A temporalis fascia graft that had been harvested earlier and allowed to dry is used to recreate the TM. Optimally, the new TM will be centered on the ossicular mass to maximize hearing results. If a PORP or TORP had been used for ossiculoplasty, placing a small piece of cartilage between the table of the prosthesis and the fascial graft will help to minimize chances of extrusion. Finally, a split thickness skin graft, .012-.015 inches in thickness and approximately 6x6cm, is harvested for lining the new EAC. Most authors report using a donor site of the upper inner arm, but alternatives include the upper thigh or buttock. The skin graft is placed into the EAC, overlapping the TM facial graft medially. Care must be taken to ensure that all bone is covered with skin and that the skin graft edges are not folded over on itself. The ear canal is then packed with Nu-gauze or Merocel sponges impregnated with antibiotic ointment.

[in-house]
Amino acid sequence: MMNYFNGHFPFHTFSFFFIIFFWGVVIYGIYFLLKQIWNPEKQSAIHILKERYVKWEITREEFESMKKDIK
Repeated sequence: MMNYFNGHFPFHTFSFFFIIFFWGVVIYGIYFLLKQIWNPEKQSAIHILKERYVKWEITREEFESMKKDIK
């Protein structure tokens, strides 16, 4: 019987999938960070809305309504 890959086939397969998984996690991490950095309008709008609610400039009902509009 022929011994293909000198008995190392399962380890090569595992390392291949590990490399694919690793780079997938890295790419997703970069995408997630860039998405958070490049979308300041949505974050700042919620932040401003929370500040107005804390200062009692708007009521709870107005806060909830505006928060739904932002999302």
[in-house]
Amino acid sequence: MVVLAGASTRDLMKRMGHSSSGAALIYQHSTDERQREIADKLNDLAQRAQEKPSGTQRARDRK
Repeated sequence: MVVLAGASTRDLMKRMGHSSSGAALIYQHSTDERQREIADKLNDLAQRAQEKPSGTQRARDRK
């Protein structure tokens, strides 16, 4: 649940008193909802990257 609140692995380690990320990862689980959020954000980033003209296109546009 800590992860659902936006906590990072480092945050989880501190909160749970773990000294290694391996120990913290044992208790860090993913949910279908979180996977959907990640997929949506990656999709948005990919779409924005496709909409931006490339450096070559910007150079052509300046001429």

The native or reconstructed auricle is often located anteroinferior in relation to the newly created EAC. The auricle can be repositioned by undermining soft tissue and possibly excising redundant postauricular skin. An external meatus is then created by excising skin, subcutaneous tissue and cartilage from the auricle. Alternatively, an anteriorly based flap of conchal skin and cartilage can be incised and folded into the new EAC to line the anterior portion of the canal. The lateral edge of the skin graft is brought through the meatus and sutured to the skin edges and this area is packed similarly to the medial EAC. The postauricular incision is closed in the usual fashion, possibly with the addition of some tacking sutures to the periosteum to maintain the posterior position of the auricle and to keep the meatus widely open. A mastoid dressing is applied.
The mastoid dressing is removed on postoperative day 1. The timing for removal of the EAC packing varies between authors, some recommend removing it altogether at 10 days to 2 weeks. Other recommend removing and replacing the meatal packing at 2 weeks, starting antibiotic ear drops at that time then removing the entire pack at 3 weeks. Frequent visits are required after packing removal to address any granulation tissue formation and to remove any desquamated skin (1,2,4).